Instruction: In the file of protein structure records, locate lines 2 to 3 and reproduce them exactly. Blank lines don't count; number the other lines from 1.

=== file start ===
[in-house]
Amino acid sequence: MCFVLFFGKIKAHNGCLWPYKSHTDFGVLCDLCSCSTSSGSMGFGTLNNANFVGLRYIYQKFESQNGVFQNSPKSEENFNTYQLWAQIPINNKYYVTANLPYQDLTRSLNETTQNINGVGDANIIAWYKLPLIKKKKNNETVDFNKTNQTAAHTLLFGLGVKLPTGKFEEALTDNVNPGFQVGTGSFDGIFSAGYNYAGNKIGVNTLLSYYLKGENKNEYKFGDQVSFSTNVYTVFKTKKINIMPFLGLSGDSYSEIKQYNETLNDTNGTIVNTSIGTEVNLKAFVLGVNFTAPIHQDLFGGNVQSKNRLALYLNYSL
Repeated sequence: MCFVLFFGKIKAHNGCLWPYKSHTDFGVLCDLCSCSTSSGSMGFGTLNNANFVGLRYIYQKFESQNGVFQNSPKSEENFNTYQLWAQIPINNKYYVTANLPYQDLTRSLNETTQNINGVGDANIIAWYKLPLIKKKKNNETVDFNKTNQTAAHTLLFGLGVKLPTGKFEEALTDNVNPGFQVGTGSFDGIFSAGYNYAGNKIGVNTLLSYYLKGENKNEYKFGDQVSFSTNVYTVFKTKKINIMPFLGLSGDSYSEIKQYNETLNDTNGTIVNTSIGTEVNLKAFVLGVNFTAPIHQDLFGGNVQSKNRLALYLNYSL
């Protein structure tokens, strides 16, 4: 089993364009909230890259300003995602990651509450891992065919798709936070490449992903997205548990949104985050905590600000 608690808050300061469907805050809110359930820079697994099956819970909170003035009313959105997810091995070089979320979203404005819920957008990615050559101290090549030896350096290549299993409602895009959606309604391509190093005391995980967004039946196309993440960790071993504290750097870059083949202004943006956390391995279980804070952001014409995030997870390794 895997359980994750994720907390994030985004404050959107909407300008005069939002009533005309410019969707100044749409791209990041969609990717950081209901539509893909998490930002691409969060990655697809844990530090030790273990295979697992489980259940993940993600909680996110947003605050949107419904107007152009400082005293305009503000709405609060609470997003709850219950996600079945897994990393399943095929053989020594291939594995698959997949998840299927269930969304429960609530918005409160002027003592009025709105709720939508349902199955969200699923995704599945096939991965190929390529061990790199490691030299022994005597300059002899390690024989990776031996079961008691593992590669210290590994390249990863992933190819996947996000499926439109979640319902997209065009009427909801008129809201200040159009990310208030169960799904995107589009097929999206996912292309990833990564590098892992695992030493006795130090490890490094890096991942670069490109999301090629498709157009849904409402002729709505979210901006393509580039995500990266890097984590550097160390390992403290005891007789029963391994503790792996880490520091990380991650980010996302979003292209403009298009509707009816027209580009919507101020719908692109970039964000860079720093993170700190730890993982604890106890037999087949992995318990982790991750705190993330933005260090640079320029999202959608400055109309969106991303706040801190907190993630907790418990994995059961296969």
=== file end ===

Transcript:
Amino acid sequence: MCFVLFFGKIKAHNGCLWPYKSHTDFGVLCDLCSCSTSSGSMGFGTLNNANFVGLRYIYQKFESQNGVFQNSPKSEENFNTYQLWAQIPINNKYYVTANLPYQDLTRSLNETTQNINGVGDANIIAWYKLPLIKKKKNNETVDFNKTNQTAAHTLLFGLGVKLPTGKFEEALTDNVNPGFQVGTGSFDGIFSAGYNYAGNKIGVNTLLSYYLKGENKNEYKFGDQVSFSTNVYTVFKTKKINIMPFLGLSGDSYSEIKQYNETLNDTNGTIVNTSIGTEVNLKAFVLGVNFTAPIHQDLFGGNVQSKNRLALYLNYSL
Repeated sequence: MCFVLFFGKIKAHNGCLWPYKSHTDFGVLCDLCSCSTSSGSMGFGTLNNANFVGLRYIYQKFESQNGVFQNSPKSEENFNTYQLWAQIPINNKYYVTANLPYQDLTRSLNETTQNINGVGDANIIAWYKLPLIKKKKNNETVDFNKTNQTAAHTLLFGLGVKLPTGKFEEALTDNVNPGFQVGTGSFDGIFSAGYNYAGNKIGVNTLLSYYLKGENKNEYKFGDQVSFSTNVYTVFKTKKINIMPFLGLSGDSYSEIKQYNETLNDTNGTIVNTSIGTEVNLKAFVLGVNFTAPIHQDLFGGNVQSKNRLALYLNYSL